Comunidad Europea



Arthur Chung Conference Centre, Georgetown, Guyana

23/24 November 2015

 The European Union organized a Caribbean Regional Conference on the Abolition of the Death Penalty in partnership with the International Commission against the Death Penalty. The conference was funded by the European Instrument for Democracy and Human Rights and the British High Commission in Guyana. Twenty-five participants came from Europe and the Caribbean region, as well as numerous participants from Guyana. The following organizations were also represented: the European External Action Service; the International Commission against the Death Penalty; the UK All Party Parliamentary Group on Abolition of the Death Penalty, the World Coalition against the Death Penalty; Greater Caribbean for Life; Parliamentarians for Global Action; Guyana Human Rights Association; Justice Institute Guyana; Human Rights Commission Belize; National Human Rights Defence Network Haiti; and the Ministry of Legal Affairs of Guyana.

Conclusions of the conference:

The risk of executing innocent people exists in any justice system:

There have been and always will be cases of executions of innocent people. No matter how developed a justice system is, it will always remain susceptible to human failure. Unlike prison sentences, the death penalty is irreversible and irreparable.

The arbitrary application of the death penalty can never be ruled out:

The death penalty is often used in a disproportional manner against the poor, minorities and members of racial, ethnic, political and religious groups.

The death penalty is incompatible with human rights and human dignity:

The death penalty violates the right to life, which happens to be the most basic of all human rights. It also violates the right not to be subjected to torture and other cruel, inhumane or degrading treatment or punishment. Furthermore, the death penalty undermines human dignity, which is inherent to every human being.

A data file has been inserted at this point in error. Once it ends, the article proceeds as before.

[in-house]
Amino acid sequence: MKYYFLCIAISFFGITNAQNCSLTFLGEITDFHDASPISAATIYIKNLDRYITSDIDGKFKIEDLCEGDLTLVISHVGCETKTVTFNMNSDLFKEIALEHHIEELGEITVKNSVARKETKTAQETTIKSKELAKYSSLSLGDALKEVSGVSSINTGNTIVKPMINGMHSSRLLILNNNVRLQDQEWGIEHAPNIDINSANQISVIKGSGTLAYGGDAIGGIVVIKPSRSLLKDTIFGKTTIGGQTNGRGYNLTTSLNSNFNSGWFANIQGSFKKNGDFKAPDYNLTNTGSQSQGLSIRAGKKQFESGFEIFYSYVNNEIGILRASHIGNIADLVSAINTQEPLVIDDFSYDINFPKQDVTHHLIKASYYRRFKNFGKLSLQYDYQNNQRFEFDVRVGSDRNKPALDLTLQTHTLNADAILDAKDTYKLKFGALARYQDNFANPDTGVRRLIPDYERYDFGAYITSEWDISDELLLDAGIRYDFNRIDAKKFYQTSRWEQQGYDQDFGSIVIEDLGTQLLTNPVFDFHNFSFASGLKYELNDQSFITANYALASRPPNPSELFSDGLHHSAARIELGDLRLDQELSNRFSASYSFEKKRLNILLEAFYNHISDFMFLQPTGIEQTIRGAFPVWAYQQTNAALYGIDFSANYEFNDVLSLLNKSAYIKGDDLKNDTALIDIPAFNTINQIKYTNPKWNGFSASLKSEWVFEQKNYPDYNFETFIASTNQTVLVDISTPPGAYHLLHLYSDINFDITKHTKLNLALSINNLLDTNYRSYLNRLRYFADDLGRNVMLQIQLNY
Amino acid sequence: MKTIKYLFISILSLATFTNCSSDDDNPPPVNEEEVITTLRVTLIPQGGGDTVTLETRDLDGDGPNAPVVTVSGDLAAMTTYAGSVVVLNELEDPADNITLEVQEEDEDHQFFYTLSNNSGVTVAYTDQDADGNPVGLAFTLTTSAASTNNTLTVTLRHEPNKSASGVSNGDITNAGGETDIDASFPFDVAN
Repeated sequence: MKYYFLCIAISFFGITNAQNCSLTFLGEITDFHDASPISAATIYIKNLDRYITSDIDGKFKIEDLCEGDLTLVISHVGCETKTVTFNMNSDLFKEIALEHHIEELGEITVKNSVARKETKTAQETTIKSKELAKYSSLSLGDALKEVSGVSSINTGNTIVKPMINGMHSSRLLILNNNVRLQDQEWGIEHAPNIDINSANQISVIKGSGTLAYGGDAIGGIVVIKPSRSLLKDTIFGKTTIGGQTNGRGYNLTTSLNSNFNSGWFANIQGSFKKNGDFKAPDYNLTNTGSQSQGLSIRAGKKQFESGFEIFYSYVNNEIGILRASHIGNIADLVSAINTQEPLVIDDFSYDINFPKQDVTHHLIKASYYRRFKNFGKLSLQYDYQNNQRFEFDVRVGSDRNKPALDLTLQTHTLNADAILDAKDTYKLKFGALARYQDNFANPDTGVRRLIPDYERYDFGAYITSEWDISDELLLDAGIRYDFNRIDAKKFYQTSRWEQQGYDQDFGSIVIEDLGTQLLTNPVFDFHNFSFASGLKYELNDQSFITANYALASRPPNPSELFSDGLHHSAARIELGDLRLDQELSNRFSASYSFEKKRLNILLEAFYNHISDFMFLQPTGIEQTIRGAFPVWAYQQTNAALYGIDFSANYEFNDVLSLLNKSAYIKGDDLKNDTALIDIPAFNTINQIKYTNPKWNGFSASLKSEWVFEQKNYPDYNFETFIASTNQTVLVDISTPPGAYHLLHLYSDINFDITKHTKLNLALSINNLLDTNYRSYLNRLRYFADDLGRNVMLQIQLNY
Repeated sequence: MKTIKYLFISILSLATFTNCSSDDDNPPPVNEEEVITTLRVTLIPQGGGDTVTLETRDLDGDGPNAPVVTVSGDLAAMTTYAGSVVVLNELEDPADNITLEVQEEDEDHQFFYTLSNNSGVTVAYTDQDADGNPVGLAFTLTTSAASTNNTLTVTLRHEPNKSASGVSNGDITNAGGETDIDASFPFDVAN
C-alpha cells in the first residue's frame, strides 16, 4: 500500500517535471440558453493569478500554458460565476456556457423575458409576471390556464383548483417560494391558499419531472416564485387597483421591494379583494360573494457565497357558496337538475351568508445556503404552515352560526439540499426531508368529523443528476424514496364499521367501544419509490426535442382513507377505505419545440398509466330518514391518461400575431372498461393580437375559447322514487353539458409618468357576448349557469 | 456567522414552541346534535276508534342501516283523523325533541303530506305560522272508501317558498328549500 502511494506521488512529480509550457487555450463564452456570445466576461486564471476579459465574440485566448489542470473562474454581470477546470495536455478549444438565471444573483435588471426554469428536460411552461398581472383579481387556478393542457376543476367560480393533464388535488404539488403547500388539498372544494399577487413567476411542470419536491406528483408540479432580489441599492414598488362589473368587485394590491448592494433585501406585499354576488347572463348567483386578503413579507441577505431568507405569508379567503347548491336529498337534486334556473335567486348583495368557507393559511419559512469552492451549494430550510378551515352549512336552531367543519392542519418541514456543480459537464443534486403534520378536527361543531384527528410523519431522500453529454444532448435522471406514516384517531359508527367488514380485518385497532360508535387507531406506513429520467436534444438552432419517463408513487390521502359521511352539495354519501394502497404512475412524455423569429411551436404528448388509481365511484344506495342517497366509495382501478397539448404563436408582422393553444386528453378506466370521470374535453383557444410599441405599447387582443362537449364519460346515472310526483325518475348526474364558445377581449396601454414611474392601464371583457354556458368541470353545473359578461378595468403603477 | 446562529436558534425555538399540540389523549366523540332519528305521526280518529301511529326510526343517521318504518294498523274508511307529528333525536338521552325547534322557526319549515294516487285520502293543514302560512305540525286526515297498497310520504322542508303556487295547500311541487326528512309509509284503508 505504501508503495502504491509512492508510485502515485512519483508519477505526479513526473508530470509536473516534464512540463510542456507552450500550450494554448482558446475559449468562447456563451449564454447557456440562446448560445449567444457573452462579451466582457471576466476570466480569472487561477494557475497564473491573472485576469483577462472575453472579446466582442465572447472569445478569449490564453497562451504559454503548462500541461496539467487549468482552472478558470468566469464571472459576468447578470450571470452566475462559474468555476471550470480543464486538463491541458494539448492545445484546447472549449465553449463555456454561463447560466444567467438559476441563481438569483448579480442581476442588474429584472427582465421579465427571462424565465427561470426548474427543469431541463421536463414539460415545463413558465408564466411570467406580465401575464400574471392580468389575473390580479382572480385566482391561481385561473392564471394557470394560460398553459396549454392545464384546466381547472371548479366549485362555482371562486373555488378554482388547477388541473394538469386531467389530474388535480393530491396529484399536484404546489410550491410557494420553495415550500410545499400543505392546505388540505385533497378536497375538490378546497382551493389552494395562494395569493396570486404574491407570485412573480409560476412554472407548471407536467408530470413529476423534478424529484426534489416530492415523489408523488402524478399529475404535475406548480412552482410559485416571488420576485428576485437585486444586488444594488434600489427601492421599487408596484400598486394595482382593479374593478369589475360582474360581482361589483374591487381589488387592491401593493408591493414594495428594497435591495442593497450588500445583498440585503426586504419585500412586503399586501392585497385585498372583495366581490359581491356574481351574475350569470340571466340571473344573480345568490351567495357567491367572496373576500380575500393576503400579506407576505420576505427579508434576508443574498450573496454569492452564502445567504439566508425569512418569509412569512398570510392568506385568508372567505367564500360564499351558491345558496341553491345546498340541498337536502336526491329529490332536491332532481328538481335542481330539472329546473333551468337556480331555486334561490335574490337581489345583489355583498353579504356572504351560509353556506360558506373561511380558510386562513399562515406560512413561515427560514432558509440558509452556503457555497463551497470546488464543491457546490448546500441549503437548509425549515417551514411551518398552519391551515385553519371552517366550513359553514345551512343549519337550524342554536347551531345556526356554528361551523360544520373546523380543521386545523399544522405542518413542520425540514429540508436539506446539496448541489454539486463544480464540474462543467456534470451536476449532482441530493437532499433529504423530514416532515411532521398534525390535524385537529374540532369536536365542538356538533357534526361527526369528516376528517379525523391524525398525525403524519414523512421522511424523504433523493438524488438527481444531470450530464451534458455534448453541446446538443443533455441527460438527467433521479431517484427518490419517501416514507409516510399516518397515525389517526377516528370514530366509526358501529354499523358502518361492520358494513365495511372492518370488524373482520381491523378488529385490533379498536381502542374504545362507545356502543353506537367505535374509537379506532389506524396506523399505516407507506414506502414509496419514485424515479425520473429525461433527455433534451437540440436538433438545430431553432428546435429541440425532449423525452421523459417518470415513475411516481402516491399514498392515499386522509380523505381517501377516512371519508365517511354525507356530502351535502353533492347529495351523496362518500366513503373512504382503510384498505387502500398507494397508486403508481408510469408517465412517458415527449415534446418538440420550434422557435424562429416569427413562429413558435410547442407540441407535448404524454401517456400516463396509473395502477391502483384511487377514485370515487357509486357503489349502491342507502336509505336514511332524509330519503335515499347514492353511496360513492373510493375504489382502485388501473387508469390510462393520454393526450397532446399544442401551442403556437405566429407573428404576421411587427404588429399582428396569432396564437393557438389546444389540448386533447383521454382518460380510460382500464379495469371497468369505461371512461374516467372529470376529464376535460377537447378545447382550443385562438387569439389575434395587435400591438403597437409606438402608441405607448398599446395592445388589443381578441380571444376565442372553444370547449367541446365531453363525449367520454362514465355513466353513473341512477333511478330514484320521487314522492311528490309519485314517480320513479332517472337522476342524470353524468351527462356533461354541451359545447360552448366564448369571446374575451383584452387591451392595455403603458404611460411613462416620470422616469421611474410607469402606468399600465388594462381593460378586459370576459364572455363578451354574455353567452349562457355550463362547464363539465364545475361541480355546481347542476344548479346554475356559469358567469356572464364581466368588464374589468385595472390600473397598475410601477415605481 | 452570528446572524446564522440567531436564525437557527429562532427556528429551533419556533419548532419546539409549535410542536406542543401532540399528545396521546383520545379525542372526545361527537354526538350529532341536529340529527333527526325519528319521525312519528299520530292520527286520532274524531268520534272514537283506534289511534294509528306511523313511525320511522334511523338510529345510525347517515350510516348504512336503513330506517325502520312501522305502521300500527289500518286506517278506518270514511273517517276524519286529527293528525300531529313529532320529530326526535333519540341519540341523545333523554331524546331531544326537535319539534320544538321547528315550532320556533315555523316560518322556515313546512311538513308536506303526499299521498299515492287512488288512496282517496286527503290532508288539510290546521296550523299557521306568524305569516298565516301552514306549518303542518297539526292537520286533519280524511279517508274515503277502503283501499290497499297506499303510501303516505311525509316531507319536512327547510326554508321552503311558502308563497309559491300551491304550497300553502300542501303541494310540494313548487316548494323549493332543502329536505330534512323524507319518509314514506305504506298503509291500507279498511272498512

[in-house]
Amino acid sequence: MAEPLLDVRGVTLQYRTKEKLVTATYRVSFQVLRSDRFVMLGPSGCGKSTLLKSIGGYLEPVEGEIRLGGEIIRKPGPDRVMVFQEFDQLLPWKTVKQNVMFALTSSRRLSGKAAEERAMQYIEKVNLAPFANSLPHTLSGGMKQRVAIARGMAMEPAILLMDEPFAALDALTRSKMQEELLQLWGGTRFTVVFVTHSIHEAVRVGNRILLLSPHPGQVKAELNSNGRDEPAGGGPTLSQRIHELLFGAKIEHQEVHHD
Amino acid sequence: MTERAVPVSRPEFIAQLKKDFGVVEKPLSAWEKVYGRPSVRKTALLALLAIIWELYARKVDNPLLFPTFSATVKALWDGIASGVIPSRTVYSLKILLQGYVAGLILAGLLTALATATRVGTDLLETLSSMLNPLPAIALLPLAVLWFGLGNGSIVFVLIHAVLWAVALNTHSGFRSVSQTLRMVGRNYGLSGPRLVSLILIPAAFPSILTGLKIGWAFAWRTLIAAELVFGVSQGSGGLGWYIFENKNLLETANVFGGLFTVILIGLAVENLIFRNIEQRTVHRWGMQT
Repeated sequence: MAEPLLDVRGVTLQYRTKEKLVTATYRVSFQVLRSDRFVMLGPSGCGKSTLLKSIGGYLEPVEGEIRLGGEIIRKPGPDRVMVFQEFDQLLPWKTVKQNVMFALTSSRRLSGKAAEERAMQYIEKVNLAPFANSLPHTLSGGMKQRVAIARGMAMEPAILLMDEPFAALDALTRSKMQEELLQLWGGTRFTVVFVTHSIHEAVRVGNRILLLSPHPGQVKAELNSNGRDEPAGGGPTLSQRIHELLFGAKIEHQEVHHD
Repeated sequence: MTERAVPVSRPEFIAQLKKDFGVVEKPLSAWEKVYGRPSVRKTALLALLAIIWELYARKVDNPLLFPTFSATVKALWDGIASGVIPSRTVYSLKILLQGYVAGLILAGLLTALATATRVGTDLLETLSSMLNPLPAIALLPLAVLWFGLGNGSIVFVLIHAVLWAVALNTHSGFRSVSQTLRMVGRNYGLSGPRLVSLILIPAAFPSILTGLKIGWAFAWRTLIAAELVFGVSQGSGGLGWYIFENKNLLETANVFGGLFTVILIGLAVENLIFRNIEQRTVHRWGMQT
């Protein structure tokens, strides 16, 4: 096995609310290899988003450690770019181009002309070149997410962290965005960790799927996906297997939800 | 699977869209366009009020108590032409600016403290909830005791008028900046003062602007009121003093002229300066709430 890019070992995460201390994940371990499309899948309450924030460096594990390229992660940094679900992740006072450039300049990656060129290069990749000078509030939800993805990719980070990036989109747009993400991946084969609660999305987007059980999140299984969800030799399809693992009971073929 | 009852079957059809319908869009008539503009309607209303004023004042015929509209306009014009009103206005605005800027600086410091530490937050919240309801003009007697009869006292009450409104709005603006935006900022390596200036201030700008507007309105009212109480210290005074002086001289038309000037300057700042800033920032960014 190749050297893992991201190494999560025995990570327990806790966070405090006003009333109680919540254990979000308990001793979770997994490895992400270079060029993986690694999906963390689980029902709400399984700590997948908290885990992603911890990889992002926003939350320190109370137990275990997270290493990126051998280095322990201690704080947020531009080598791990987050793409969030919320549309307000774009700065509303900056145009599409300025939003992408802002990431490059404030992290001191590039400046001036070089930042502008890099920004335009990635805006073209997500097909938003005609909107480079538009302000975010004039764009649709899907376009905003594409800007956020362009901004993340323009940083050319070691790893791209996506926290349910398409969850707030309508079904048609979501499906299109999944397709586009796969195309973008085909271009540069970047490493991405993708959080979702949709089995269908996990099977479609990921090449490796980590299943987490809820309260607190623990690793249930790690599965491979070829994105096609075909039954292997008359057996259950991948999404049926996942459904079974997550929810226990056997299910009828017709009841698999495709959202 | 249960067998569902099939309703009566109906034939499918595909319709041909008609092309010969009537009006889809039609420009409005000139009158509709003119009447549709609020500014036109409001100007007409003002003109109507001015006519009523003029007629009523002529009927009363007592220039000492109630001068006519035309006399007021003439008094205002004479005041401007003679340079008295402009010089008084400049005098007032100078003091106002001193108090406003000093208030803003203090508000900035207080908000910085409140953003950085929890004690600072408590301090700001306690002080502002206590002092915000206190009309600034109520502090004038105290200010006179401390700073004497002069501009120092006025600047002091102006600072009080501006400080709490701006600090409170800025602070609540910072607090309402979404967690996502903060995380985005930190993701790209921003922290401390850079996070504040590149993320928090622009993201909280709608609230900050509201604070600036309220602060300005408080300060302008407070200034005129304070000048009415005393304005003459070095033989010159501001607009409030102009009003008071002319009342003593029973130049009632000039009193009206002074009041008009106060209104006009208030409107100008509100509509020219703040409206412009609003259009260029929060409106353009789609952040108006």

The death penalty does not deter crime effectively:

The death penalty lacks the deterrent effect, which is commonly referred to by its advocates. As recently stated by the General Assembly of the United Nations, “there is no conclusive evidence of the deterrent value of the death penalty” (UNGA Resolution 65/206). It is noteworthy that in many retentionist states, the effectiveness of the death penalty in order to prevent crime is being seriously questioned by a continuously increasing number of law enforcement professionals.

Public opinion is not a major stumbling block for abolition:

Public support for the death penalty does not necessarily mean that taking away the life of a human being by the state is right. There are undisputed historical precedents where gross human rights violations had had the support of a majority of the people, but which were condemned vigorously later on. It is the job of leading figures and politicians to underline the incompatibility of capital punishment with human rights and human dignity. It needs to be pointed out that public support for the death penalty is inextricably linked to the desire of the people to be free from crime. However, there exist more effective ways to prevent crime.


  • Formalize the unofficial moratorium of the death penalty in countries in the Caribbean region that retain capital punishment;
  • Respect international and regional human rights law and standards relating to the death penalty;
  • Engagement and constructive dialogue with governments in the Caribbean region as they take steps towards eventual abolition of the death penalty;
  • Strengthening justice system structures, including ensuring that it is sufficiently resources, that it has the capacity of effectively investigating crimes, ensuring that victims are supported, ensuring adequate legal assistance to vulnerable sections of society;
  • Advancing human rights education as part of the curriculum for citizenship studies.

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